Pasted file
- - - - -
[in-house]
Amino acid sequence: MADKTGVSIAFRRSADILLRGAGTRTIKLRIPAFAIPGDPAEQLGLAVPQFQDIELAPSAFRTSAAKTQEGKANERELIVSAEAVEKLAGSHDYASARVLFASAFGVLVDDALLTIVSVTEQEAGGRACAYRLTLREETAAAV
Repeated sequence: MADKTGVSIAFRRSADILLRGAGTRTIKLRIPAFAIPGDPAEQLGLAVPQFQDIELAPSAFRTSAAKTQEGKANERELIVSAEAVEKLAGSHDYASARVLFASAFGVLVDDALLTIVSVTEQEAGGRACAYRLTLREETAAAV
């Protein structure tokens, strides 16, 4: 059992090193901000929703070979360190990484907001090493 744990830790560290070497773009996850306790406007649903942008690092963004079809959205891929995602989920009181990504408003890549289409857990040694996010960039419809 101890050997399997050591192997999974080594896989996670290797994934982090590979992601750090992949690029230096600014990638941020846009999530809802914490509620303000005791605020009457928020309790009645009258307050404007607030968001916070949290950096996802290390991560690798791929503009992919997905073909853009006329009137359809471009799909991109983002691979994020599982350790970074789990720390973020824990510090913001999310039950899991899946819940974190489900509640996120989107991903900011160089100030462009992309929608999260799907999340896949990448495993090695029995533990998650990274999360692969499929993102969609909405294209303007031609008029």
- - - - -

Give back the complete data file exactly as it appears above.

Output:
[in-house]
Amino acid sequence: MADKTGVSIAFRRSADILLRGAGTRTIKLRIPAFAIPGDPAEQLGLAVPQFQDIELAPSAFRTSAAKTQEGKANERELIVSAEAVEKLAGSHDYASARVLFASAFGVLVDDALLTIVSVTEQEAGGRACAYRLTLREETAAAV
Repeated sequence: MADKTGVSIAFRRSADILLRGAGTRTIKLRIPAFAIPGDPAEQLGLAVPQFQDIELAPSAFRTSAAKTQEGKANERELIVSAEAVEKLAGSHDYASARVLFASAFGVLVDDALLTIVSVTEQEAGGRACAYRLTLREETAAAV
């Protein structure tokens, strides 16, 4: 059992090193901000929703070979360190990484907001090493 744990830790560290070497773009996850306790406007649903942008690092963004079809959205891929995602989920009181990504408003890549289409857990040694996010960039419809 101890050997399997050591192997999974080594896989996670290797994934982090590979992601750090992949690029230096600014990638941020846009999530809802914490509620303000005791605020009457928020309790009645009258307050404007607030968001916070949290950096996802290390991560690798791929503009992919997905073909853009006329009137359809471009799909991109983002691979994020599982350790970074789990720390973020824990510090913001999310039950899991899946819940974190489900509640996120989107991903900011160089100030462009992309929608999260799907999340896949990448495993090695029995533990998650990274999360692969499929993102969609909405294209303007031609008029």